The beginning of April 2018 saw an investigation being launched into advertising legend and WPP chief Martin Sorrell over undisclosed alleged “personal misconduct.” Just a few days later, Sorrell stepped down as CEO and now WPP is on the hunt to fill his shoes.
WPP looks vulnerable at the moment not only due to Sorrell’s departure but also because of its financial performance. WPP posted a 0.9 percent organic growth in 2017 versus 1.9 percent for its peers, and has the weakest outlook this year compared to its competition, Goldman Sachs noted.
Sorrell’s sudden exit also rattled investors with WPP’s share price falling 6.5 percent on the London Stock Exchange on the first day of trading since WPP announced his exit.
Financial analysts are speculating that WPP could start selling off businesses in the wake of Sorrell’s exit. “Sir Martin could arguably be called the glue that bound much of WPP together. With his departure, we think the chances of significant chunks of the business being sold off have dramatically increased,” analysts from UK-based Liberum Capital Limited stated in a report.
French-based equity research provider Natixis added: “WPP now looks even more likely to be broken up or taken over.”
Its market research business, mainly Kantar, is believed to be most vulnerable by analysts. Liberum suggested Sorrell was the main supporter of keeping market research providers within WPP. But now that he is gone, firms like Nielsen could emerge as buyers. Kantar “has been a notable drag on organic growth in recent years,” Goldman Sachs analysts reported, noting that it achieved just 0.2 percent growth from 2014-17 compared with 2.6 percent for the rest of WPP.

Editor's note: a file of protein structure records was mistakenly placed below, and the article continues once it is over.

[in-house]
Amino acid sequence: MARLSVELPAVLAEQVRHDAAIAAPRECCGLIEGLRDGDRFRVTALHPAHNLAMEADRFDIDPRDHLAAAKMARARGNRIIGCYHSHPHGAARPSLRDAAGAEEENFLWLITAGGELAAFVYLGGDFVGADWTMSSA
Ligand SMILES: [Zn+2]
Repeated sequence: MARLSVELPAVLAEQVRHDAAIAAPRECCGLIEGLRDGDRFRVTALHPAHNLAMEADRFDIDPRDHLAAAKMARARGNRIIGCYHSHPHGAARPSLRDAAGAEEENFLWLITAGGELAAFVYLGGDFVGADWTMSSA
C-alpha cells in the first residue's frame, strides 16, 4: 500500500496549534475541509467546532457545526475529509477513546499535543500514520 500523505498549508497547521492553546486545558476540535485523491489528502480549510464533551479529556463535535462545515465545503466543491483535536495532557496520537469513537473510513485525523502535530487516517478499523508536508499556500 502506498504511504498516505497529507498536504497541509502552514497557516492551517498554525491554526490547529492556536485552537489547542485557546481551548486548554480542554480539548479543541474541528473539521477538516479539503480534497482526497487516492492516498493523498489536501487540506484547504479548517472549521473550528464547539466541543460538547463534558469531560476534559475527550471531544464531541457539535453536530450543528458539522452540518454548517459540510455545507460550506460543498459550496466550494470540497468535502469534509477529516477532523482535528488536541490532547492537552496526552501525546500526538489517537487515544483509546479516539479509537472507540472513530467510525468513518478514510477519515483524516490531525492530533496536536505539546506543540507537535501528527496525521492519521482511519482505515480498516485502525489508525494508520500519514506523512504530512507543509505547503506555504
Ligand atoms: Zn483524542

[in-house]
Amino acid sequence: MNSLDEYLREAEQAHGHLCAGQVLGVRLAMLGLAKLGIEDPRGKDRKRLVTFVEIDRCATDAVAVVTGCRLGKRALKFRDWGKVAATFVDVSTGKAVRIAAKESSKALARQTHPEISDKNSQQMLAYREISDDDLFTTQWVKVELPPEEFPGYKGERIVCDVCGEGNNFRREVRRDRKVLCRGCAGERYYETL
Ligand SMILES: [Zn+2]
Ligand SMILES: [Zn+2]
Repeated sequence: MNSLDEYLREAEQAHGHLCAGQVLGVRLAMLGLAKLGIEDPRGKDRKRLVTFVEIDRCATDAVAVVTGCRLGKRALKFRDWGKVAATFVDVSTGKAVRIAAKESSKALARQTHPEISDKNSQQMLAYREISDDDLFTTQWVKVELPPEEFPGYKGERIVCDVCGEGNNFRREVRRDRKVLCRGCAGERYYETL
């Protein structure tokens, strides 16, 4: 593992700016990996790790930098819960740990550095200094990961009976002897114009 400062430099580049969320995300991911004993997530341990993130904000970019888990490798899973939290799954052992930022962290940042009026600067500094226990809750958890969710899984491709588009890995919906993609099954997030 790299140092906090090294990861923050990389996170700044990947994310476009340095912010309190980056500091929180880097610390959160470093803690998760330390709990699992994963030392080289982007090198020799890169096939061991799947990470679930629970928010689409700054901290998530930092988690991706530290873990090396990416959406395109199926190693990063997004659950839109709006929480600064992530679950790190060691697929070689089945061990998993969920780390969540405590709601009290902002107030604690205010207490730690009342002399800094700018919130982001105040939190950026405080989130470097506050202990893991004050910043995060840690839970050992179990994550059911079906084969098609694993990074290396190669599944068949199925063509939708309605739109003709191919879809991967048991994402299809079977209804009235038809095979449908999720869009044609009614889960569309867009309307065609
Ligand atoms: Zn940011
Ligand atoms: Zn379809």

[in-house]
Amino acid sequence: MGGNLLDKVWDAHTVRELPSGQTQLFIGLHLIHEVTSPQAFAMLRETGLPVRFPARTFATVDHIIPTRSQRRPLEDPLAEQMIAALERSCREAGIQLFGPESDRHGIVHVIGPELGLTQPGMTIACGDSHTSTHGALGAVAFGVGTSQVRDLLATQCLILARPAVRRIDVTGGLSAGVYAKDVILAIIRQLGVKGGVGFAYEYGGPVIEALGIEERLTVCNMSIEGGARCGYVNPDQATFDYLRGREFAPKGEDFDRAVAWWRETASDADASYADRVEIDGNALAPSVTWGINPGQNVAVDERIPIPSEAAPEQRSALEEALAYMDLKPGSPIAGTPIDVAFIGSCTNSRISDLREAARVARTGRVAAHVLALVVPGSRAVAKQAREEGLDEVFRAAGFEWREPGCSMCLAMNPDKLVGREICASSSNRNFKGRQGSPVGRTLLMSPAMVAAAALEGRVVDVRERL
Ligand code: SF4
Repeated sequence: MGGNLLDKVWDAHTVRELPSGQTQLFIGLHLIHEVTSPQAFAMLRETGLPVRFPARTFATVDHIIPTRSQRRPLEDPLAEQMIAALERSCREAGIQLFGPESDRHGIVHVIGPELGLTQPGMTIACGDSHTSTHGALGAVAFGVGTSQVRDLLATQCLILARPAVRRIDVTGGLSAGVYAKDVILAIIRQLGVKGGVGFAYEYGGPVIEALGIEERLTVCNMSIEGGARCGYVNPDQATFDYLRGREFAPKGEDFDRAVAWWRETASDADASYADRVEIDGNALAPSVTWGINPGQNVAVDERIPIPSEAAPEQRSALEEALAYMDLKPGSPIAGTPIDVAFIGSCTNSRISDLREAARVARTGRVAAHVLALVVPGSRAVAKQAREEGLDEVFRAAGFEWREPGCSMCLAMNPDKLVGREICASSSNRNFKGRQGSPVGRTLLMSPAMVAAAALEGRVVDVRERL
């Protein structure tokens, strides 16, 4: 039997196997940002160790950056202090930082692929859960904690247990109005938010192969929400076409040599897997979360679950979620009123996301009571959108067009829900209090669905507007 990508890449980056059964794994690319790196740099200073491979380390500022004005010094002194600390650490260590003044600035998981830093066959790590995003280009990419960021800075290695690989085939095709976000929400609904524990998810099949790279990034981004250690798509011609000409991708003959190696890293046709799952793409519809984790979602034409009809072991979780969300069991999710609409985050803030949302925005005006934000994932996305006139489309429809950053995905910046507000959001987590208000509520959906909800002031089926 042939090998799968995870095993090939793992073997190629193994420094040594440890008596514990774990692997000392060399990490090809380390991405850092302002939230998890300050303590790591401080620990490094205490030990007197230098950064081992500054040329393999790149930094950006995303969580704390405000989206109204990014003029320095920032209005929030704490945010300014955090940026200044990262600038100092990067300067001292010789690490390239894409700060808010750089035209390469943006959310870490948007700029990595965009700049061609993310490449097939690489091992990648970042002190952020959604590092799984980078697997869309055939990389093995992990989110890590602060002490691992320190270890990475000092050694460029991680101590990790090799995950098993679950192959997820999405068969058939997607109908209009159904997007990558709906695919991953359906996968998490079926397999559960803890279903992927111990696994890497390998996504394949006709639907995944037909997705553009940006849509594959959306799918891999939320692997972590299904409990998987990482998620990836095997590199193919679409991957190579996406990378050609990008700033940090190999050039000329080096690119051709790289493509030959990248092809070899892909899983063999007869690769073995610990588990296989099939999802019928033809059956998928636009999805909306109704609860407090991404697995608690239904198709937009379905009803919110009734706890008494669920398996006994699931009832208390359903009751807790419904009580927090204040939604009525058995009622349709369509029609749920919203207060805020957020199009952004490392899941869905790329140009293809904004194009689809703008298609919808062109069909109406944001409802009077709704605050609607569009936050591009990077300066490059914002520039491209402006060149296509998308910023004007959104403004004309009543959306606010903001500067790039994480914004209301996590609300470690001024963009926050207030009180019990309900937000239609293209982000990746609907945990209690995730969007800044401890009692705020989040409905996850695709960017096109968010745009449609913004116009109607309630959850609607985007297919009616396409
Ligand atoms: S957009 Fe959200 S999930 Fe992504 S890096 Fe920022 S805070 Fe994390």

Meantime, consultancies such as Accenture, which have sought to bolster their marketing services offerings, could show interest in WPP’s creative, media and digital holdings, Natixis reported.
During Omnicom Group’s first quarter earnings call last week, CEO John Wren weighed in on the possibility of acquiring WPP assets should they come up for sale – and spoke about his former competitor Martin Sorrell.
“In many ways, I have a great deal of respect for Martin,” Wren said, responding to a question from a Morgan Stanley analyst on whether Omnicom would be interested in WPP assets if they came up for sale. He also remarked he had competed against Sorrell for the last 25 years.
When asked if some of WPP’s assets would shake loose, he said he wasn’t “much help when it comes to answering that question directly,” but he did say that the companies predicted to be sold don’t really interest Omnicom.
In terms of Kantar and other names “being bantered about, that’s not a key focus for our acquisition,” he added without mentioning what would be a focus, or if indeed there was one.